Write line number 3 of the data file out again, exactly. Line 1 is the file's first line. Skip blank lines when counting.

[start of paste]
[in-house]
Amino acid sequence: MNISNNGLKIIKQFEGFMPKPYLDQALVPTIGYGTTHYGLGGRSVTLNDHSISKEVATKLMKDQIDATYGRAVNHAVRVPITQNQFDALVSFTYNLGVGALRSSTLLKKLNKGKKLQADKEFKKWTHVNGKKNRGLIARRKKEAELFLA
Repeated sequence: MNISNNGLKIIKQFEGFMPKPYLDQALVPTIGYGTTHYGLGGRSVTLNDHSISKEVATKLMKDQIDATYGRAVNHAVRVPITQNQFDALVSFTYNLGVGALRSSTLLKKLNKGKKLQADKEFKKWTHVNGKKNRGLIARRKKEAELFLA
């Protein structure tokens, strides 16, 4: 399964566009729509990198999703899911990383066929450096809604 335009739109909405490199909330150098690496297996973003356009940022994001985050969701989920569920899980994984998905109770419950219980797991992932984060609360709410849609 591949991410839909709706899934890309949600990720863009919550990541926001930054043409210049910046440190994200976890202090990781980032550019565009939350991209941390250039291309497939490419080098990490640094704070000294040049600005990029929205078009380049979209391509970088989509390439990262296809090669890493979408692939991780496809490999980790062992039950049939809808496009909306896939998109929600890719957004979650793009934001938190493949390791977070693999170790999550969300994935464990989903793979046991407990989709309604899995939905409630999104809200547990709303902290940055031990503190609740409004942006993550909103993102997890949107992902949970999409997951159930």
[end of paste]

Repeated sequence: MNISNNGLKIIKQFEGFMPKPYLDQALVPTIGYGTTHYGLGGRSVTLNDHSISKEVATKLMKDQIDATYGRAVNHAVRVPITQNQFDALVSFTYNLGVGALRSSTLLKKLNKGKKLQADKEFKKWTHVNGKKNRGLIARRKKEAELFLA